Amidst this great diversity, one cannot count on the world socialist revolution everywhere following the same pattern. "World revolution,” Lenin explained, "is not so smooth as to proceed in the same way everywhere, in all countries. If it were, we should have been victorious long ago. Every country has to go through definite political stages." [232•1 Lenin foresaw that this revolution, "judging by its beginning, will continue for many years and will demand much effort". [232•2 He laughed to scorn the doctrinaire ideas of a “pure” proletarian revolution in which only two classes would be ranged against one another: the proletariat and the bourgeoisie. In real life, every revolution has a profoundly differentiated social situation. 

233 According to Leninist theory, the transition of human society from capitalism to socialism embraces an entire historical era during which individual states or groups of states, by virtue of the maturation of internal conditions, will break free from the capitalist system and form a world socialist system as the prototype of the future single commonwealth of nations. During this transitional era, the advancing communist socio-economic formation exists side by side with moribund capitalism. Between them there is naturally bound to be a rivalry in the course of which socialism increasingly demonstrates its superiority over capitalism. The world socialist revolution, therefore, develops not simply through the class struggle of the proletariat and the revolutionary forces of capitalist states, but through the consolidation of the economic and political power of the main stronghold of revolution—the socialist system. 

Numerous revolutionary forces of the democratic and national liberation movement, who do not directly pursue socialist goals, take part in the world revolutionary process. As they shake the foundations of world capitalism, they thereby also converge in a common stream of anti-imperialist struggle and the single world revolutionary process. 

The proletarian class struggle in capitalist states and the building of socialism in countries that have torn themselves free from capitalism are closely intertwined with the democratic movements and the national liberation revolutions. The current Programme of the Communist Party of the Soviet Union states: "Socialist revolutions, anti-imperialist national-liberation revolutions, people’s democratic revolutions, broad peasant movements, popular struggles to overthrow fascist and other despotic regimes, and general democratic movements, against national oppression—all these merge in a single world-wide revolutionary process undermining and destroying capitalism." [233•1

The working class is not alone in making social revolution in this century; it is being made by semi-proletarian, peasant, petty-bourgeois and other sections of the population. This adds certain difficulties and contradictions to world revolution. As Lenin put it, the petty bourgeoisie becomes 234 drawn into the revolutionary movement "with all its prejudices”, [234•1 ^ bringing into it vacillation, instability, impatience and nationalism.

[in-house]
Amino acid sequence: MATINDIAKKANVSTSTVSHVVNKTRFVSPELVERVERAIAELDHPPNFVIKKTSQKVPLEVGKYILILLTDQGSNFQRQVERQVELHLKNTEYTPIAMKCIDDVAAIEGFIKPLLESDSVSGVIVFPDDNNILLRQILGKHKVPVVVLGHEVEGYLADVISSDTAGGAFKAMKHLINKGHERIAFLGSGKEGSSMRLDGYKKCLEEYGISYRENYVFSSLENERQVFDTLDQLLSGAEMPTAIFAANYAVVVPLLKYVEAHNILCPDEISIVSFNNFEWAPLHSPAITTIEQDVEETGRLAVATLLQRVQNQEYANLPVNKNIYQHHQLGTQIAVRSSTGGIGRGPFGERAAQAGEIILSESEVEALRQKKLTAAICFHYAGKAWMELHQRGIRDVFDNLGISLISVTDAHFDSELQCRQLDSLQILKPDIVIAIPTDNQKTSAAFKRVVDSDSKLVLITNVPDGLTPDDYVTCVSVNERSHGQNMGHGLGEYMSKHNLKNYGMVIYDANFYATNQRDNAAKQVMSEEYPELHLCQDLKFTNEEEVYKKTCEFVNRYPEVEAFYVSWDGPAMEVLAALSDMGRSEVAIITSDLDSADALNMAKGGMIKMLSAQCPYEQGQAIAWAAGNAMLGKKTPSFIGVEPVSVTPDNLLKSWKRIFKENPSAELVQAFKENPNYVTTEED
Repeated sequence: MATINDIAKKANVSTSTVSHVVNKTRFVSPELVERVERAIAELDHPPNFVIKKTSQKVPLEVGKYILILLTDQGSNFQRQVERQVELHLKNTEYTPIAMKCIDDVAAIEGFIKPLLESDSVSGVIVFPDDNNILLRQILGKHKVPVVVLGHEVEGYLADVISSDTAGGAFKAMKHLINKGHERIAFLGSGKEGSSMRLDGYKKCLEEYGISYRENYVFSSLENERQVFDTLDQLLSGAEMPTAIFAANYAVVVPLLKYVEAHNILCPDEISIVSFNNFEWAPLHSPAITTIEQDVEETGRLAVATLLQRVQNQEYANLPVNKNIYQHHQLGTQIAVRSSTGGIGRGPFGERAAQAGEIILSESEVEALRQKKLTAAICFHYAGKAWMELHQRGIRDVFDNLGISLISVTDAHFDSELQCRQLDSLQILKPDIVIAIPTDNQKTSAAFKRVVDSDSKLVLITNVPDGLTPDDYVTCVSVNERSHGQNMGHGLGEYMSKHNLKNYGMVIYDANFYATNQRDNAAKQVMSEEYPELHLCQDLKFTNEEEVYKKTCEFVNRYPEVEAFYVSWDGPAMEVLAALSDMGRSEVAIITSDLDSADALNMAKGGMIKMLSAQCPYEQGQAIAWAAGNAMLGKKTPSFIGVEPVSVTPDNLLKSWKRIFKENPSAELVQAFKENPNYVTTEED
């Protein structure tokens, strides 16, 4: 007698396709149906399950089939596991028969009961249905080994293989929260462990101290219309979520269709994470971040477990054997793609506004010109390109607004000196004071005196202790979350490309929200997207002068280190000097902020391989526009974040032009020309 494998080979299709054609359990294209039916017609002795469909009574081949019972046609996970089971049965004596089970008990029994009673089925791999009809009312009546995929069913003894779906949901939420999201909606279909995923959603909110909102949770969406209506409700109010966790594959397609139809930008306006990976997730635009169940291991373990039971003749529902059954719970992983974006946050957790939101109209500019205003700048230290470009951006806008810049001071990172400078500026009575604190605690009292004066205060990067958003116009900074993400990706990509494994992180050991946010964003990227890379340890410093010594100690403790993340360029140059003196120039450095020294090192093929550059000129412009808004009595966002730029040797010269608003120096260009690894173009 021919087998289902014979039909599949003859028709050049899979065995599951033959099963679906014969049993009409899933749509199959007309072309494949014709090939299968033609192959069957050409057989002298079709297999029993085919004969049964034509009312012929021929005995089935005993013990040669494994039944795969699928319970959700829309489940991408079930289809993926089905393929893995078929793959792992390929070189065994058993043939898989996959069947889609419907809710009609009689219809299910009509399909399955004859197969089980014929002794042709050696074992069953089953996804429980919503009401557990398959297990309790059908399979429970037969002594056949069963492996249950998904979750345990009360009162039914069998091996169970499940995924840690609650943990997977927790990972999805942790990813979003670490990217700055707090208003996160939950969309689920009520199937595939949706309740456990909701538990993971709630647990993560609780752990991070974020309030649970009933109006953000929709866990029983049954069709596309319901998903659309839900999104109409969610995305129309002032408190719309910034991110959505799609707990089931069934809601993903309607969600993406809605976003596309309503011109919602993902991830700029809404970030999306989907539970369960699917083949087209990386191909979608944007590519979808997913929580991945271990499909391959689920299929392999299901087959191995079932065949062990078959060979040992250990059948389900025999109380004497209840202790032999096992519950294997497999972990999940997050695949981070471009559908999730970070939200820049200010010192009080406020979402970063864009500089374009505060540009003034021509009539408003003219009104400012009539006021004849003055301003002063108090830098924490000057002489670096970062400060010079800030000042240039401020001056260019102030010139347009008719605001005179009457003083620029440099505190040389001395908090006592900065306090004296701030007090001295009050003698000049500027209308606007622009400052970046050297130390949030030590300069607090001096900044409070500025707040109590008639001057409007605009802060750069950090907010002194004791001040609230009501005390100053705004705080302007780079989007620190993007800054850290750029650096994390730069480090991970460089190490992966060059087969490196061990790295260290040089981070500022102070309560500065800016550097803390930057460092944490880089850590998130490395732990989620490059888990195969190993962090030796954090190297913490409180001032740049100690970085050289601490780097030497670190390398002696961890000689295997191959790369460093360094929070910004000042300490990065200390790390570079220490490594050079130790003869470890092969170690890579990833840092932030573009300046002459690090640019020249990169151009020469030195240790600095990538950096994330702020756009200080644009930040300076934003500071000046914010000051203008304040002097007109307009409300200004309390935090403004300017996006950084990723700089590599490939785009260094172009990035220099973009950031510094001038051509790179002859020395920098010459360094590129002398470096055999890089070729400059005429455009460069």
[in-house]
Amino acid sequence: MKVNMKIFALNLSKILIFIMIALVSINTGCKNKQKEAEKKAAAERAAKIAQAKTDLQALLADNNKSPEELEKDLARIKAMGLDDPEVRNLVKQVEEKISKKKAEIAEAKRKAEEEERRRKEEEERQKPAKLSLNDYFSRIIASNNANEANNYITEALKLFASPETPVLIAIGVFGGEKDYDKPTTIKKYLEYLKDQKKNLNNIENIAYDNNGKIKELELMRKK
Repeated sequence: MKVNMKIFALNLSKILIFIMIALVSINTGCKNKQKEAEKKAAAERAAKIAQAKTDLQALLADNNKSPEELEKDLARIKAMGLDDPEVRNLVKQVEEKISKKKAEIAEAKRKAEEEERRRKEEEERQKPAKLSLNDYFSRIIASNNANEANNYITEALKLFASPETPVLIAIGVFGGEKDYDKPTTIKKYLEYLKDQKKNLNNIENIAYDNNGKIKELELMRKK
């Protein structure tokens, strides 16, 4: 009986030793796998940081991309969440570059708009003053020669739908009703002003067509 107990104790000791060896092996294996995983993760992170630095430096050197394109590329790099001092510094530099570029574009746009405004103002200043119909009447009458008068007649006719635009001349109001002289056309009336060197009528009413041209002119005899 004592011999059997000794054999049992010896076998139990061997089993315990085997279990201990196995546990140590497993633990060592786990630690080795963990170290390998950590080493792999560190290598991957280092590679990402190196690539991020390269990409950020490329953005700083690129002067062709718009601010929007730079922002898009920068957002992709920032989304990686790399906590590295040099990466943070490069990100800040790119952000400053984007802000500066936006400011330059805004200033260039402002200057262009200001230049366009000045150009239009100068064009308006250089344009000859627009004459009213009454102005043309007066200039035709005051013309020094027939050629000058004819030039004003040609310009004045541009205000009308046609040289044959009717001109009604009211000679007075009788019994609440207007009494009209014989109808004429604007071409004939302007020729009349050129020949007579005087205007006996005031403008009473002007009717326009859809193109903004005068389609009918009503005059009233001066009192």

The contradictions and the lack of consistency in the political behaviour of semi-proletarian petty-bourgeois and other intermediary social sections in the social revolution serve as the source of collisions, temporary delays and even retreats. Whether it is possible to overcome the contradictions and straighten out the zigzags very much depends on the proletarian leadership of the mass movements. 

One of the contradictions of world revolution is that over vast areas of the former colonies it develops in a social milieu that is inadequate for socialist goals. The working class is small in these areas and the petty bourgeoisie or peasantry make up the mass forces of the liberation movement. They are often liable to political vacillations from one extreme to another and petty-bourgeois revolutionising. They are particularly prone to outbursts of nationalism that can seriously damage the cause of international solidarity of the revolutionary forces. A moderating proletarian policy and ideological work by the advanced revolutionary vanguard among the masses are necessary to neutralise these tendencies. The trouble is that the influence and positions of the working class are comparatively weak; it is therefore particularly difficult to work out and pursue a proletarian political and ideological policy in the activity of communist parties. Lenin clearly saw this contradictoriness and its consequent difficulties. Hence his careful consideration of the policy that proletarian parties should pursue in the colonies and semicolonies. He called upon them "to translate the true communist doctrine, which was intended for the Communists of the more advanced countries into the language of every people”, [234•2 in order to group "the elements of future proletarian parties, which will be communist not only in name". [234•3 He also pondered upon how to "adjust ... the Communist Party (its membership, special tasks) to the level of the peasant countries of the colonial East". [234•4